by Zero Hedge
As corporations increasingly take up progressive political causes like racial equity and climate change, some watch with despair or disdain. Conservative entrepreneurs see a business opportunity.
“There’s a huge market for them,” Mark Meckler, president of Convention of States Action (COSA), told The Epoch Times. As a former CEO of Parler, he knows how brutal it can be to go up against dominant, established competitors. Success is not guaranteed.
But citing conservative companies like Black Rifle Coffee and Patriot Mobile, Meckler said, “if you think about it, you’re talking half the country” as a potential market. “Of the voting age public, you’re probably talking 75–80 million people that would like to partake in these kinds of products.”
“If I were not doing politics right now, that’s the space I would be in,” he said. “I would be looking at every market segment that I could and I would be starting every kind of conservative company that I could.”
Connor Boyack, president of Libertas Institute and writer and publisher of the “Tuttle Twins” children’s books, concurs.
“I believe we need way more entrepreneurs in this space,” Boyack told The Epoch Times, “providing products and services for families to learn about and act upon the ideas of a free society.”
Breaking Into Publishing
Like many well-known children’s authors, he wrote his first book in the “Tuttle Twins” series for his own kids. And like many well-known children’s authors, he took his books to the established publishing houses, who were not interested.
“So we just decided to launch the ‘Tuttle Twins’ as an independent project, published directly by our company,” he said. “In retrospect, that was exactly the right move for us because it afforded us creative control. We’re not at the mercy of anyone who can cancel us or undermine what we’re trying to do.”
While many schools are teaching kids about socialism and racial ideology, Boyack’s books touch on ideas like preserving liberty, the Golden Rule, and how free markets work, topics that “help children develop critical thinking skills about real-world concepts.” Between 2014 and 2019, they sold 750,000 books. In 2020, they sold 1.3 million, and in 2021 they sold 1.7 million.
“The freedom movement has been playing defense for decades. We have been letting our ideological adversaries educate our children, and waiting until they become adults before we communicate our ideas to them,” Boyack said. “By then, it’s already too late because they’ve already become firmly established in a worldview that they’ve developed as a result of their schooling, social media, and so forth.”
Building a Cell Phone Company
Patriot Mobile, a conservative phone service provider that covers all 50 states, has had similar success.
“There was a very liberal cell phone company that was funding some races in Florida and across the nation, and that’s where our founders got the idea: Wow, we could have our own cell phone company and do conservative things with the profits,” Leigh Wambsganss, chief communications officer at Patriot Mobile, told The Epoch Times. “Our mission is to protect our God-given rights.”
Patriot Mobile was able to build its cell phone service company by interfacing with towers owned by other cell phone companies. It has been a long road getting all the systems and access set up, but today “we’re growing by leaps and bounds,” she said. The company grew by 75 percent in 2020 and 110 percent in 2021.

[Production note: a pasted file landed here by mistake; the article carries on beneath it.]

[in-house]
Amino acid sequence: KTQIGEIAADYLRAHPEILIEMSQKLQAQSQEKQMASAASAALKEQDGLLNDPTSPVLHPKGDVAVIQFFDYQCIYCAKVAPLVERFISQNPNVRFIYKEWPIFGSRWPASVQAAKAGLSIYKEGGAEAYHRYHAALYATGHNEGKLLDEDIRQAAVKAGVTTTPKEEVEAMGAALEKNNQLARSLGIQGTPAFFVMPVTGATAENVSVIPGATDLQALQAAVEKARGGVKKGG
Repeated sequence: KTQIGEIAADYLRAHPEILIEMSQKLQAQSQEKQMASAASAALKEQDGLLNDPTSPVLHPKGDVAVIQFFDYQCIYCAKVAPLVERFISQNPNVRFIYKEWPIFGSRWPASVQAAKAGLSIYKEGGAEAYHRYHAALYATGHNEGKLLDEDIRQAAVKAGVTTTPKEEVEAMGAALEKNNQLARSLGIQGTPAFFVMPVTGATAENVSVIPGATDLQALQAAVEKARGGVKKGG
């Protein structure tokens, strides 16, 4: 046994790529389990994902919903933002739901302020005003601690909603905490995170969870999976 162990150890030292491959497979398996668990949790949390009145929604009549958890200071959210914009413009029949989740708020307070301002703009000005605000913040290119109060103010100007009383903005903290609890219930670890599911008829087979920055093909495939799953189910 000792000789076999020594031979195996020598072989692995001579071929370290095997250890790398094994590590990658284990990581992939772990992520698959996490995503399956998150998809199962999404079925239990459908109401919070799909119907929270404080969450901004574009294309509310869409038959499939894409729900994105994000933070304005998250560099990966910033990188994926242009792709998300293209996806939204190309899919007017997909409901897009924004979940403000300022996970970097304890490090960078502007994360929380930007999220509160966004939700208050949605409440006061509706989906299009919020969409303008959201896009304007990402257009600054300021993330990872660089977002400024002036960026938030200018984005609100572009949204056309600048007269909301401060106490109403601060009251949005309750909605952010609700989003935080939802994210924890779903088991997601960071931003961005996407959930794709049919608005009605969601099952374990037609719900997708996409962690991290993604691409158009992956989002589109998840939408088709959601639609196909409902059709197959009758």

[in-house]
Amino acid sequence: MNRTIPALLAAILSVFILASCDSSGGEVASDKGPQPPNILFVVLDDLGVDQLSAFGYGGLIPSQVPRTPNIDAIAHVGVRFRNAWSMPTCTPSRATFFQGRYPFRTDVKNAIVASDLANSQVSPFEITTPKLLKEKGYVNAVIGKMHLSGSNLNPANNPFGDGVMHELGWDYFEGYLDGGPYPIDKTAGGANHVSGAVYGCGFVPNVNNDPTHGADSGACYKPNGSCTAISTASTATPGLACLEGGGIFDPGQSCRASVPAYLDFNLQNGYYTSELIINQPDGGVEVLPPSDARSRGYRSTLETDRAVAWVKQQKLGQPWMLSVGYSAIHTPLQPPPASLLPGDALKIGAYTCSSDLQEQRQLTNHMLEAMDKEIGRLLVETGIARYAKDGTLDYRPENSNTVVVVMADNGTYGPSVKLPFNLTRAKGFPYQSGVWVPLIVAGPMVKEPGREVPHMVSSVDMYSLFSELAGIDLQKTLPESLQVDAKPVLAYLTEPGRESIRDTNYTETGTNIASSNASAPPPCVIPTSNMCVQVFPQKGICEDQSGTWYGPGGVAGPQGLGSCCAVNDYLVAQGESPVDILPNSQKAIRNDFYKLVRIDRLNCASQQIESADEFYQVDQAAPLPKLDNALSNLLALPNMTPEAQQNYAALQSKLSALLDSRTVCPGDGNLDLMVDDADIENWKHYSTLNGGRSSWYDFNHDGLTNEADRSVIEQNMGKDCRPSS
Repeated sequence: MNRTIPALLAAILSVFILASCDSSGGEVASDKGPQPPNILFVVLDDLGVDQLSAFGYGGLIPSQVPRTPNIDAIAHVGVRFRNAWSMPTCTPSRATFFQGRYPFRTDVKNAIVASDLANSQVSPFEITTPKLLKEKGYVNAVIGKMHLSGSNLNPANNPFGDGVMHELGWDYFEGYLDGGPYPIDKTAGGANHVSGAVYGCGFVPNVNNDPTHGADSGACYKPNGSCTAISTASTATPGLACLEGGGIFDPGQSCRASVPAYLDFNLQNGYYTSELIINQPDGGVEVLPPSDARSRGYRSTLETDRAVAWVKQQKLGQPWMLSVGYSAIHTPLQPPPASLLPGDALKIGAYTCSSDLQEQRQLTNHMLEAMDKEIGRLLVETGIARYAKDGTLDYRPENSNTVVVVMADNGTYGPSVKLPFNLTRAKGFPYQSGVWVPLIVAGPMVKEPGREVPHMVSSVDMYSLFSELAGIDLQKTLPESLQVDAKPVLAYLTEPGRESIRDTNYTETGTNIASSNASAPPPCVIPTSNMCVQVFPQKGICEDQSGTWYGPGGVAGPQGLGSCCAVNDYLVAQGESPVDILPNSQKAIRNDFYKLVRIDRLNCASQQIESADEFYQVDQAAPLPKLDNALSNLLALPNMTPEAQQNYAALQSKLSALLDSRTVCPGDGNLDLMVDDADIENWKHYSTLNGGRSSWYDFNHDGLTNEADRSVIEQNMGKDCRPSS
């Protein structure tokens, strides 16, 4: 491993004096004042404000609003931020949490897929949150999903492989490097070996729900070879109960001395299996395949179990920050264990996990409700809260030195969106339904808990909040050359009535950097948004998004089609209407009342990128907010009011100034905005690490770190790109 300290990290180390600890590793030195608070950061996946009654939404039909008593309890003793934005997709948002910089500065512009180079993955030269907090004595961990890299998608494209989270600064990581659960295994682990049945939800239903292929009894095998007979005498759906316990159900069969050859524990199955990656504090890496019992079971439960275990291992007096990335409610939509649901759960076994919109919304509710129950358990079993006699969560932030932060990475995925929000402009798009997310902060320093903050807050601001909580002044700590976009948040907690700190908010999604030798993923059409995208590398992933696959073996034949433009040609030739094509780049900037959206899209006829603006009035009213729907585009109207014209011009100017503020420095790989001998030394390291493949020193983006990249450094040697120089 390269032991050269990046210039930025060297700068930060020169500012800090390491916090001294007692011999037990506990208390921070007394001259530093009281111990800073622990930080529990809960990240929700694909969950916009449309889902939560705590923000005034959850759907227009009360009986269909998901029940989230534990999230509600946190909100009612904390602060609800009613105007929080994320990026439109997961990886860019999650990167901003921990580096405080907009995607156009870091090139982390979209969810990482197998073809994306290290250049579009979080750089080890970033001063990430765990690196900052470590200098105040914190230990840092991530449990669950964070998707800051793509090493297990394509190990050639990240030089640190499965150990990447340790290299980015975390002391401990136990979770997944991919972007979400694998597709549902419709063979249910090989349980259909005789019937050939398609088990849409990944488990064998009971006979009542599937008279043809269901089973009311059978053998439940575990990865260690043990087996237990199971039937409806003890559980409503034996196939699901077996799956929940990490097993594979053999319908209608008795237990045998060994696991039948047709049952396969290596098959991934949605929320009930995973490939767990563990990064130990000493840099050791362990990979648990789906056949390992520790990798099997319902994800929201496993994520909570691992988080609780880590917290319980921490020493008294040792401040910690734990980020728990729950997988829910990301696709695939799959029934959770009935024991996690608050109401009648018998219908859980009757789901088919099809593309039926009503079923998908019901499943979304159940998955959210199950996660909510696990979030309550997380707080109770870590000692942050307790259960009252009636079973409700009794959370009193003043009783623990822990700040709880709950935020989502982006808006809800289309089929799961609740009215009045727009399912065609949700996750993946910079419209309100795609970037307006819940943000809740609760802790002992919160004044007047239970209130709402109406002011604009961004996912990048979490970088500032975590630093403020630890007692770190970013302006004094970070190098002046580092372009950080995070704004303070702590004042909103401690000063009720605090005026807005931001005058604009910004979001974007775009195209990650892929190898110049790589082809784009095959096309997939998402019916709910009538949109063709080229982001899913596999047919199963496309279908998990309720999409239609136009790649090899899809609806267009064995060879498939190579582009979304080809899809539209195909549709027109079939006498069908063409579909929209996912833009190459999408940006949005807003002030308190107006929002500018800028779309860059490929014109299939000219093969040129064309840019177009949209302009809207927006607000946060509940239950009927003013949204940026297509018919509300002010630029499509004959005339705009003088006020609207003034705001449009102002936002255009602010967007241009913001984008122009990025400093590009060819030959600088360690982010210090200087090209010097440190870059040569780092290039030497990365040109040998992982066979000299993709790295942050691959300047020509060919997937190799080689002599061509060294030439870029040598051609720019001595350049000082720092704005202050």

“Every impediment, we stop and pray,” she says. “It helps us make really solid decisions. Because we’re a Christian company, our business exists to glorify God.”
A Gift Becomes a Business
For Egard Watches, it all started with the idea that founder and CEO Ilan Srulovicz had a decade ago to give his father a gift.
“My dad helped me smooth a lot of things in my life, and I wanted to find a way to honor him,” Srulovicz said. “I thought it would be really nice to buy him a nice watch, but I couldn’t find one that really represented what I wanted.”
Instead, while working in 3D modeling at a visual-effects studio, he made one himself. “It kind of went from there,” he said, with more and more people wanting to buy his designs.
“There are two types of customers who are attracted to the company,” Srulovicz explains. “There’s the customer who wants something very unique from a kind of micro brand, and they’re getting a lot of value of their money.” Others, he said, “connect to our brand story. People connect to the messages we put out.”
Heading into the COVID years, Egard Watches became known as a company that swam against the ideological tide. Srulovicz was vocal in pushing back against movements like defunding the police, “toxic masculinity,” censorship of speech, and vaccine mandates.
“I’m a first-generation American, whose mother escaped Iraq,” Srulovicz said. “My dad’s family was killed off in the Holocaust.” This has given him an appreciation for “traditional, foundational American values,” he said.
“I believe in gender roles. I believe that the police have a very important value in society. And I believe in individual freedom. I’m very much pro- the right of people to speak, even if I disagree with them,” he said. “So I’m putting out these messages constantly in the hopes of inspiring other companies to do the same thing. We don’t need to just sit in the corner and be quiet and hope for the best.”
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